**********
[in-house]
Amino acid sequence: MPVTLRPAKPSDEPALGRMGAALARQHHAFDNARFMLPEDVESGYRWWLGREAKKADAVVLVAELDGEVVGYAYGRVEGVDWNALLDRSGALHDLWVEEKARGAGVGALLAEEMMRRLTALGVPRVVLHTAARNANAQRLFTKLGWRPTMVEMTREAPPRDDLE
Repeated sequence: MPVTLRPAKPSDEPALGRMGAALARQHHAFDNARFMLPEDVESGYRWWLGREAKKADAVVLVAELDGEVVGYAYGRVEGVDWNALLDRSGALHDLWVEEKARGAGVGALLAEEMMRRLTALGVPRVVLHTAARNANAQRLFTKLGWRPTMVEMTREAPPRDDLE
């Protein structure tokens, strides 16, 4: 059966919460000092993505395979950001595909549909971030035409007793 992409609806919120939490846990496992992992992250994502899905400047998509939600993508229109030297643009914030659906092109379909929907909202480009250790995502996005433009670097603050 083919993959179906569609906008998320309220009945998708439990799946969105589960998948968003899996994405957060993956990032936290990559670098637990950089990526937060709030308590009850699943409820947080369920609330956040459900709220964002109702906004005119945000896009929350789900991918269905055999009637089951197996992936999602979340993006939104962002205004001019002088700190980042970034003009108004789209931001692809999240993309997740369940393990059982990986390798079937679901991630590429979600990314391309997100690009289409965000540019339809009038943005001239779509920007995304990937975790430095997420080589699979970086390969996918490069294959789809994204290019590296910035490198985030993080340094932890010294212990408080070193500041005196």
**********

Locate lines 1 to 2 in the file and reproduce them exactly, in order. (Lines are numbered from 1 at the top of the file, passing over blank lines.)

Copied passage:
[in-house]
Amino acid sequence: MPVTLRPAKPSDEPALGRMGAALARQHHAFDNARFMLPEDVESGYRWWLGREAKKADAVVLVAELDGEVVGYAYGRVEGVDWNALLDRSGALHDLWVEEKARGAGVGALLAEEMMRRLTALGVPRVVLHTAARNANAQRLFTKLGWRPTMVEMTREAPPRDDLE